Wednesday, December 22, 2010

Do we need to be "religious" to be "good"?

No.

Among the many things built into our DNA, two seem fundamental. The curiosity to wonder where everything comes from and what the purpose of it all is; and, the basic need to be good and to do good.

Over the ages, peoples from around the world have developed varying interpretations (religions) to try to explain what lies beyond. At best, these man-made interpretations of what lie beyond incorporate the basic and natural need to be good. At worst, they are used to control and manipulate others through fear or worse.

In reality, one (i.e., religion) has nothing to do with the other (i.e., being good). In fact, religion often negatively impacts, alters, and distorts our natural instinct to be good and to do good in the worst possible way.

So, here are my suggestions:

• For our core need to believe in something greater – let’s think about it individually and develop our own way to make sense of this? No need to push or force our own interpretation/religion onto others? Trouble usually starts when the pushing begins.

• For our core need to do good for others – why don’t we just get busy and do something already? Why can’t we help people when they are hungry, sick, or needing comfort just because? Do we really need somebody else’s stories/religion of reward and punishment to compel us to act?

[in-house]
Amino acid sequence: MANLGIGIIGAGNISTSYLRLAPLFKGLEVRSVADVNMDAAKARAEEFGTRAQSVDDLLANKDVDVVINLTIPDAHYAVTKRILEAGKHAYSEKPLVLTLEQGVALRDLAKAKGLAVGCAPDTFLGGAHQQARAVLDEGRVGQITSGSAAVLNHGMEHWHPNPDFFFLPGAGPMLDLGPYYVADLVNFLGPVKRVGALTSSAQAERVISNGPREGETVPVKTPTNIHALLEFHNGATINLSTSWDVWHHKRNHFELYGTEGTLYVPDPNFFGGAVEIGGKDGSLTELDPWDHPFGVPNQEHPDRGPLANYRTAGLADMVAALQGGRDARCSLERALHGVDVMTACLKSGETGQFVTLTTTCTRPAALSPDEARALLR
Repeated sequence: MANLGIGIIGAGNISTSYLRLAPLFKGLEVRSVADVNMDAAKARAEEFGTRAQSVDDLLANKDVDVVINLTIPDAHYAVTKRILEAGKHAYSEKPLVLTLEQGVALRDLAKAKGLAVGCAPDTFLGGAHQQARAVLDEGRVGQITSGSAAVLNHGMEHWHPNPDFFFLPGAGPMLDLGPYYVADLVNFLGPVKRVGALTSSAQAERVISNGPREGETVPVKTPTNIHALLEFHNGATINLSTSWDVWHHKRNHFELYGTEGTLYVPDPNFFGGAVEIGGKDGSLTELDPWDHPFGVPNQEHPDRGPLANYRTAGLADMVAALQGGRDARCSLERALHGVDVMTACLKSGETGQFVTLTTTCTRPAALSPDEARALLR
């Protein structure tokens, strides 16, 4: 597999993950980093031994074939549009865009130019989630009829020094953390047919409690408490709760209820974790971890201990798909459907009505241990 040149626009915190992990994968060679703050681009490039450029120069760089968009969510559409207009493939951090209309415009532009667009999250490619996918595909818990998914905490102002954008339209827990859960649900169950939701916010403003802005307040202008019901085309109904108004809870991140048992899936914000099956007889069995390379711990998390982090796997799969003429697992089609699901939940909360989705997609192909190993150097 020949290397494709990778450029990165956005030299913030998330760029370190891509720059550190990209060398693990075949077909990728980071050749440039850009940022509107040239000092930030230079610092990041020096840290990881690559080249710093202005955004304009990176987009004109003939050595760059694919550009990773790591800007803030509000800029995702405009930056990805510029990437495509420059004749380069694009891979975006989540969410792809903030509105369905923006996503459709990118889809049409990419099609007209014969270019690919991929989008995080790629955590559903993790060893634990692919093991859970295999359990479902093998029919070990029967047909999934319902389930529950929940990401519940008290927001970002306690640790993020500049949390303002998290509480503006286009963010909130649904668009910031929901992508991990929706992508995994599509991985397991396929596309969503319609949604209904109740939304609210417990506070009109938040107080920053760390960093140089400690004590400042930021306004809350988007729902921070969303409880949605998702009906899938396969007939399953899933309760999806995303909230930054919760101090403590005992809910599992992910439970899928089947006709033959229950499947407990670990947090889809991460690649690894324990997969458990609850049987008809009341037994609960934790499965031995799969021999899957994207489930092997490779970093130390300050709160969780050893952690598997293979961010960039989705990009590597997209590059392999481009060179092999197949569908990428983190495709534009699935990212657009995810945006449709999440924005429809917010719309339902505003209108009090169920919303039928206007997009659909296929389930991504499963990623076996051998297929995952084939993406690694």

At the end of the day, I think “love” trumps all this craziness. If you do not have an answer to the first question, then focus on the second. Focus on love. Give a lot. Get a lot. You may then find the answer to the first question.

1 comment:

  1. I would have to disagree that humanity as a whole does not need religion to do good, and its not because I am a religious man. It goes more to your first suggestion. We are mortal beings with a relative short life span. The larger universe and what happens (if anything) after we pass away is beyond (I believe) our comprehension. Religion, for better or worse, acts as a security blanket that eases the mind.

    This is not to say that religion is perfect. As a human created and human led concept, it is full of faults. And I do not understand nor appreciate why religious groups push their beliefs on others. But that does not take away the fact that religion can serves society as its spiritual police.

    On your second suggestion, I would like to believe that we as humans have a core need to do good for others, although the more logical part of me actually thinks that humans need to be good. If we all do evil acts society would not function. For example, we cannot go around stealing from our neighbors because then people would not produce anything. For our society to function we need to do good acts or to the very least, follow rules (laws).

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